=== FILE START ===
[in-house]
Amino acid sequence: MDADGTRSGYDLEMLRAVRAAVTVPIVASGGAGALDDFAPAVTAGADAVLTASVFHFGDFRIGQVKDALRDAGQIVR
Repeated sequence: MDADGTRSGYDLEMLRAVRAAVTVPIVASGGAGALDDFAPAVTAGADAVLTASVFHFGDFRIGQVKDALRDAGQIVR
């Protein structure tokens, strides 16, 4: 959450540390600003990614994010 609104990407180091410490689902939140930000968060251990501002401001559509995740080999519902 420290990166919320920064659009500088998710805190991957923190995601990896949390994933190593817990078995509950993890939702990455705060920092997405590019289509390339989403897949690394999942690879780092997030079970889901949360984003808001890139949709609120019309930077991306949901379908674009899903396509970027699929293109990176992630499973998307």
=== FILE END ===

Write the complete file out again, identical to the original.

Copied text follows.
[in-house]
Amino acid sequence: MDADGTRSGYDLEMLRAVRAAVTVPIVASGGAGALDDFAPAVTAGADAVLTASVFHFGDFRIGQVKDALRDAGQIVR
Repeated sequence: MDADGTRSGYDLEMLRAVRAAVTVPIVASGGAGALDDFAPAVTAGADAVLTASVFHFGDFRIGQVKDALRDAGQIVR
């Protein structure tokens, strides 16, 4: 959450540390600003990614994010 609104990407180091410490689902939140930000968060251990501002401001559509995740080999519902 420290990166919320920064659009500088998710805190991957923190995601990896949390994933190593817990078995509950993890939702990455705060920092997405590019289509390339989403897949690394999942690879780092997030079970889901949360984003808001890139949709609120019309930077991306949901379908674009899903396509970027699929293109990176992630499973998307």